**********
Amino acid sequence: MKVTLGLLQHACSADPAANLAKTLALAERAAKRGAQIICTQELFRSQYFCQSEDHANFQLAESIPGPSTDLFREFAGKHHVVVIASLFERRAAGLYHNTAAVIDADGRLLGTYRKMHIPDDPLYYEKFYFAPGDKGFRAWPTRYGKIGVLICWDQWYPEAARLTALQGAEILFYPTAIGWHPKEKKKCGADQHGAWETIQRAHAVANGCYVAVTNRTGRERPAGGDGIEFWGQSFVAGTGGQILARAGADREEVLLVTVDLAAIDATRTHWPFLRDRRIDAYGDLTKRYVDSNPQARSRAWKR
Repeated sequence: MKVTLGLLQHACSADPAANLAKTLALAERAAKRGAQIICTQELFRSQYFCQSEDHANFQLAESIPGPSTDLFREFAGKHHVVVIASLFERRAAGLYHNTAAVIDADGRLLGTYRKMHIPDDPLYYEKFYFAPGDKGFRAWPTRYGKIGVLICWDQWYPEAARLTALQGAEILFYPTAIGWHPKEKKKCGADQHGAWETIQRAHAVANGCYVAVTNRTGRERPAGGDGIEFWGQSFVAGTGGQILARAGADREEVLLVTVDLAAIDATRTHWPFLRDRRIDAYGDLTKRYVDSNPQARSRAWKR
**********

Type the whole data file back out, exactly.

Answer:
Amino acid sequence: MKVTLGLLQHACSADPAANLAKTLALAERAAKRGAQIICTQELFRSQYFCQSEDHANFQLAESIPGPSTDLFREFAGKHHVVVIASLFERRAAGLYHNTAAVIDADGRLLGTYRKMHIPDDPLYYEKFYFAPGDKGFRAWPTRYGKIGVLICWDQWYPEAARLTALQGAEILFYPTAIGWHPKEKKKCGADQHGAWETIQRAHAVANGCYVAVTNRTGRERPAGGDGIEFWGQSFVAGTGGQILARAGADREEVLLVTVDLAAIDATRTHWPFLRDRRIDAYGDLTKRYVDSNPQARSRAWKR
Repeated sequence: MKVTLGLLQHACSADPAANLAKTLALAERAAKRGAQIICTQELFRSQYFCQSEDHANFQLAESIPGPSTDLFREFAGKHHVVVIASLFERRAAGLYHNTAAVIDADGRLLGTYRKMHIPDDPLYYEKFYFAPGDKGFRAWPTRYGKIGVLICWDQWYPEAARLTALQGAEILFYPTAIGWHPKEKKKCGADQHGAWETIQRAHAVANGCYVAVTNRTGRERPAGGDGIEFWGQSFVAGTGGQILARAGADREEVLLVTVDLAAIDATRTHWPFLRDRRIDAYGDLTKRYVDSNPQARSRAWKR